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Numerical modelling of ultrasonic scattering

: Aulenbacher, U.; Bollig, G.; Fellinger, P.; Morbitzer, H.; Weinfurter, G.; Zanger, P.; Langenberg, K.-J.; Schmitz, V.

Mathematical Modelling in Non-Destructive Testing
Oxford: Clarendon Press, 1988
Mathematical Modelling in Non-Destructive Testing <1986, Cambridge>
Fraunhofer IZFP ()
Beugungstheorie; Elastodynamik; inverse Beugung; Modellierung; Numerik; Prüfkopf; Wellenausbreitung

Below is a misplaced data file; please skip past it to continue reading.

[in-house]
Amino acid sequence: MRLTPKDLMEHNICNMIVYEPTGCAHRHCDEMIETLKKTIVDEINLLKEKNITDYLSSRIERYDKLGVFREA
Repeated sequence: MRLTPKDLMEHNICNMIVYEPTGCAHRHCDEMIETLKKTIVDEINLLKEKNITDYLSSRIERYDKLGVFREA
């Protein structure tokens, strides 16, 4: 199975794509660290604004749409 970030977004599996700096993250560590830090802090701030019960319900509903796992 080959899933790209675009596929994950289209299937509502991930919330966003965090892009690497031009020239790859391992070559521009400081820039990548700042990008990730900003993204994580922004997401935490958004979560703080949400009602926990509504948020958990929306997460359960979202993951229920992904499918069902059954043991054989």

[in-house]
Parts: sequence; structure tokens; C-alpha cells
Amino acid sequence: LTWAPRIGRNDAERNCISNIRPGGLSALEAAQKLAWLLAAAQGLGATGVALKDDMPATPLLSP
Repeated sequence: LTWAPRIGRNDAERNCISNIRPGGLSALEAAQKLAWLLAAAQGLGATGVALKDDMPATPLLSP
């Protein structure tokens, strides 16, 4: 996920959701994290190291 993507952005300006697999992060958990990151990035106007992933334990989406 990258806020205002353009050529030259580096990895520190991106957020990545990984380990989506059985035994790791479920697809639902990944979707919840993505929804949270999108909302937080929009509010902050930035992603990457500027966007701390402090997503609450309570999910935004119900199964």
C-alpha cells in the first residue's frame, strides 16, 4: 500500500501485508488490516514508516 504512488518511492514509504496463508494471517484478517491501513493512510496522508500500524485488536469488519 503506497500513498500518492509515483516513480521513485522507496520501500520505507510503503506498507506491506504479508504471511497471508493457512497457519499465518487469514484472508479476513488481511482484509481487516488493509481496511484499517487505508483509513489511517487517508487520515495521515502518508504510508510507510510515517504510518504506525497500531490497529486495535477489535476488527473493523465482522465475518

Performance prediction of ultrasonic nondestructive testing experiments often requires the availability of system models, which combine mathematical modelling of the transducer with the propagation and scattering of elastic waves in complex environments; see Chapman (1986). For arbitrary applications a priori numerical methods, which appropriately discretize the underlying partial differential equations together with their boundary conditions, seem to be the only approach to model a specific experiment in full detail (Harumi, 1986; Bond et al in these proceedings; Ludwig, 1986). On the other hand, the physical understanding of the occurring wave phenomena can be considerably enhanced, investigating canonical ultrasonic testing situations of minor complexity, which can be tackled mostly by analytical or combined analytical - numerical techniques. Furthermore, these procedures may serve as a convenient tool to evaluate input data for inverse scattering algorithms in order to check their performance, for instance, if they were able to process mode converted field components even though developed for strictly scalar waves. Very often, an analytical technique to treat ultrasonic radiation or scattering may be explicitly exploited to approach the more important inverse problem; examples comprise the elastodynamic geometric theory diffraction and the time-of-flight crack sizing technique (Ogilvy and Temple, 1983), or, as outlined in the following the equivalent source integral representation as basis for various quantitative identification and imaging algorithms.